Music

Oh Astro: Champions of Wonder

Latent pop sensibilities get free reign for a glossy sample-collage sound, something like Jason Forrest re-imagined as a slick electro producer.


Oh Astro

Champions of Wonder

Label: Illegal Art
US Release Date: 2007-11-06
UK Release Date: Available as import
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The Illegal Art imprint got its start a decade ago with series of cheaply-produced compilations just begging to be made into a fair-use cause célèbre. The first and most notable of these was Deconstructing Beck, which, consisting of thirteen tracks sourced entirely in variously mutilated Beck albums, was exactly what it sounded like. The RIAA either didn't notice or didn't take the bait, and the challenge went unmet, paving the way for further compilations sourced in film and advertising, and eventually a variety of solo works including the three full-length albums of pop-reconstruction by Girl Talk. The six years since debut album Secret Diary have seen the Girl Talk oeuvre gradually shift from plunderphonic top-40 subversion to a sort of holistic musicology that sees the Boredoms set against Oasis and the Ying-Yang Twins without anything seeming out of place. Now Girl Talk's Greg Gillis is opening for the same Kanye West he's been sampling uncleared and getting remix work from the same Beck his label was goading a decade ago (as well as, hilariously, Good Charlotte).

I mention all of this not because I'm especially interested in Gillis right now, but because I'm interested in Illegal Art. Gillis's work may now have been almost entirely subsumed by the sort of mass culture he originally appeared to be critiquing (I'll leave it up to you to decide whether he's come around to a genuine all-embracing love of pop, or effectively subverting from within, or just having fun, or cashing out, or whether motivation ultimately matters at a dance party this good), but a glance at Illegal Art founder Philo T. Farnsworth's blog confirms that his interests and allegiances are relatively unchanged. Which makes it especially interesting that the current crop Illegal Art releases seem to have followed the Girl Talk lead towards greater pop accessibility.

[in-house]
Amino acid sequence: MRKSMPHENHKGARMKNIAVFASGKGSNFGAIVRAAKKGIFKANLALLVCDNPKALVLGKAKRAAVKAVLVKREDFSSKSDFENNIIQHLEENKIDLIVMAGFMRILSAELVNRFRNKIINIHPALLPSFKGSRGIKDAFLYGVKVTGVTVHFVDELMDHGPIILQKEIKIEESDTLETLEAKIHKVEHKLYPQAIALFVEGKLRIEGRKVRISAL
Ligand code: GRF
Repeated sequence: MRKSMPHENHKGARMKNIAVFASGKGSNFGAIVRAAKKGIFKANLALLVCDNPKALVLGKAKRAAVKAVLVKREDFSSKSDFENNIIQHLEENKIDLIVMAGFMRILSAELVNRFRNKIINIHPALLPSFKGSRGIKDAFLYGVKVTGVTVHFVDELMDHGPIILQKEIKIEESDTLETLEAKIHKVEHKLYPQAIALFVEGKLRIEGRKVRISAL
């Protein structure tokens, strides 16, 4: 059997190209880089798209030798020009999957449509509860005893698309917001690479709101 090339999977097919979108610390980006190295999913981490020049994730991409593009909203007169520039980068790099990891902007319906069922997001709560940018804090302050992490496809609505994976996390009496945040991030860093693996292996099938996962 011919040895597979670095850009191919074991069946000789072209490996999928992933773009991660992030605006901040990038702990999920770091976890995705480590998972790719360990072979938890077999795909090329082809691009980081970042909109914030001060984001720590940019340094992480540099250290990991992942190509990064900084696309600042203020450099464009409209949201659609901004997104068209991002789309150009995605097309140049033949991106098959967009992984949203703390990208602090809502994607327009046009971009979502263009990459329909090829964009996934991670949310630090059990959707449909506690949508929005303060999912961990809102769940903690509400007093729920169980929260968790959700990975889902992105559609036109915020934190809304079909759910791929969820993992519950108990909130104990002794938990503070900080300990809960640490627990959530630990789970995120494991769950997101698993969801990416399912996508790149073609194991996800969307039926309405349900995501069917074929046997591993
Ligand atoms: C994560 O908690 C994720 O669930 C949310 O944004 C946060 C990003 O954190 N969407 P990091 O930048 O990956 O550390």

Take Jane Dowe. She's been around as long as the label, contributing two of Deconstructing Beck's most clinically dissected tracks. In her own notes on one of those contributions, she wrote, "'Puzzels & Pagans' takes the first 2 minutes and 26 seconds of 'Jackass' (from Odelay) and cuts it up into 2500 pieces. These pieces are then reshuffled taking into account probability functions (that change over the length of the track) determining if pieces remain in their original position or if they don't sound at all." Technically interesting sound art, certainly, but remote from any traditional pop sentiments (besides source). Working since 2005 as Oh Astro, though, a moniker that now includes her husband Hank Hofler, Dowe has allowed latent pop sensibilities free reign for a glossy sample-collage sound, something like Jason Forrest re-imagined as a slick electro producer. The latest, Champions of Wonder, still isn't likely to show up on the Video Music Awards anytime soon (whereas Girl Talk played the after-party last year), but it's a far cry from her academic roots.

As such, the album is intensely listenable. Opener "Snow Queen" lays down the template: lurching synth-stabs, bright and tightly gated into precision tools, deep bass bump, stop-start drum glitches that seem constantly on the verge of falling out of rhythm, and duplo-block melodic theme of ambiguous origins. Actually, all the components are pretty ambiguous here, stripped of context and seemingly now most at home in their new environments. "Hello Fuji Boy" and "Candy Sun Smiles" manage a similar trick, but synced to steadier house rhythms that make real dancefloors a not entirely unreasonable possibility.

Besides the thick, catchy, primary-color electronica, though, and more ambient-glitch-based counterparts like "Empty Air" and "Pet Apples", Dowe and Hofler also include three entirely different studies in vocal manipulation using Hofler's own custom software. "Lucy Sees the Moon", for instance, combines a few sung lines from the couple's seven-year-old daughter with several examples of mid-century crooning. Far beyond simply overlaying the two, the former's words seem set into the melody and timbrel qualities of the latter, for an effect like an ever-morphing, customized vocoder. Later, Dowe takes her own voice as the source material of "Xanadu". Both of these songs have a kind of alien prettiness, and rather than coming off as a mere neat trick, they're genuine highlights and help the album's pop and experimental tendencies cohere in a less obvious manner than its cut-ups.